Molly O'Day

From Wikipedia, the free encyclopedia
Jump to navigation Jump to search
Molly O'Day
Little Shepherd of Kingdom Come Richard Barthelmess Molly O'Day 1928.jpg
O'Day and Richard Barthelmess in The Little Shepherd of Kingdom Come (1928)
Born(1909-10-16)October 16, 1909
DiedOctober 15, 1998(1998-10-15) (aged 88)
OccupationFilm actress
Spouse(s)Jack Durant (1934-1951; divorced); 4 children
James Kenaston (1952-1956; divorced)
RelativesSally O'Neil (sister)

Molly O'Day (October 16, 1909[1] – October 15, 1998), born Suzanne Dobson Noonan, was an American film actress and the younger sister of Sally O'Neil.[2]

Biography[edit]

Born in Bayonne, New Jersey, she was the youngest of 11 children of Judge Thomas Francis Patrick Noonan and his wife, Hannah Kelly, a Metropolitan Opera singer. After their father's death, O'Day and her two sisters moved to Hollywood. Besides O'Neil, another sister, Isabelle, also acted in films.[3]

O'Day's first appearance was in the Laurel and Hardy short 45 Minutes from Hollywood in 1926. She also appeared in Hal Roach's Our Gang series.

Only 16, she defeated 2,000 contenders in an audition for the tough girl heroine in the 1927 prizefighter movie The Patent Leather Kid

Like O'Neil in 1926, O'Day became one of the WAMPAS Baby Stars in 1928.[4] Also in 1928, she had surgery to "remove several pounds of flesh from her hips and legs."[5] An Associated Press news story reported: "The actress has been gaining weight steadily for the last year and although under contract to a film studio has been idle. Her excessive weight was the cause of her lack of work, Miss O'Day said, and after other flesh reducing methods failed she decided on the surgeon's knife as the final resort."[5]

After appearing in a few dozen films in the 1930s she retired.

Recognition[edit]

O'Day has a star at 1708 Vine Street in the Motion Pictures category on the Hollywood Walk of Fame. It was dedicated February 8, 1960.[6]

Personal life[edit]

O'Day married actor Jack Durant in 1934 in Tijuana, Baja California, Mexico.[7] They divorced July 10, 1951, in Los Angeles, California.[8]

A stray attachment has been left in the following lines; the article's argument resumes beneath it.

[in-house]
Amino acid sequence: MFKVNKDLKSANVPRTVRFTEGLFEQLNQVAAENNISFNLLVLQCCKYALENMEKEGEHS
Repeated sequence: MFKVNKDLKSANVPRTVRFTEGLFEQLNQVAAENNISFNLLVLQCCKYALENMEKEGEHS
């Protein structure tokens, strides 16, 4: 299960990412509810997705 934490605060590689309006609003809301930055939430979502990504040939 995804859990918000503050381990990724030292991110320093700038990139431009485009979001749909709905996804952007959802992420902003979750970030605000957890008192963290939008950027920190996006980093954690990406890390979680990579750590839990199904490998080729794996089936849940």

Death[edit]

O'Day died in Avila Beach, California, one day before her 89th birthday.

Filmography[edit]

On the cover of Motion Picture (July 1928)
Year Title Role Notes
1926 45 Minutes from Hollywood Short
1927 The Patent Leather Kid Curley Boyle, the Golden Dancer
1927 Hard-Boiled Haggerty Germaine Benoit
1927 The Lovelorn Ann Hastings
1928 The Shepherd of the Hills Sammy Lane
1928 The Little Shepherd of Kingdom Come Melissa Turner
1929 The Show of Shows Performer in 'Meet My Sister' Number
1930 Sisters Molly Shannon
1931 Sea Devils Ann McCall
1931 Sob Sister Daisy
1932 Devil on Deck Kay Wheeler
1933 Playthings of Desire Renee Grant
1933 Get That Venus Belle
1933 Gigolettes of Paris Paulette
1934 Hired Wife' Pat Sullivan
1934 Chloe, Love Is Calling You Joyce Gordon
1934 The Life of Vergie Winters Sadie
1935 Bars of Hate Gertie
1935 The Law of 45's Joan Hayden
1935 Lawless Border Mary Warren
1935 Skull and Crown Ann Norton (final film role)

References[edit]

  1. ^ Obituary. "Independent.co.uk".
  2. ^ "Easy Come, Easy Go in Movies; Sisters Now Are Bankrupt". Albuquerque Journal. New Mexico, Albuquerque. United Press. November 10, 1930. p. 2. Retrieved October 18, 2016 – via Newspapers.com. open access
  3. ^ Villecco, Tony (2001). Silent Stars Speak: Interviews with Twelve Cinema Pioneers. McFarland. p. 122. ISBN 9780786482092. Retrieved 19 October 2016.
  4. ^ Thomas, Dan (July 11, 1934). "The Tough Job of Being a Prophet in Hollywood". The Edwardsville Intelligencer. Illinois, Edwardsville. p. 5.
  5. ^ a b "Pound of Flesh". Oakland Tribune. California, Oakland. Associated Press. September 3, 1928. p. 1. Retrieved October 19, 2016 – via Newspapers.com. open access
  6. ^ "Molly O'Day". Hollywood Walk of Fame. Retrieved 19 October 2016.
  7. ^ "Molly O'Day, Screen Player, Weds Actor". Oakland Tribune. California, Oakland. Associated Press. December 17, 1937. p. 10. Retrieved October 19, 2016 – via Newspapers.com. open access
  8. ^ "Divorces". Billboard. July 28, 1951. p. 48. Retrieved 19 October 2016.

External links[edit]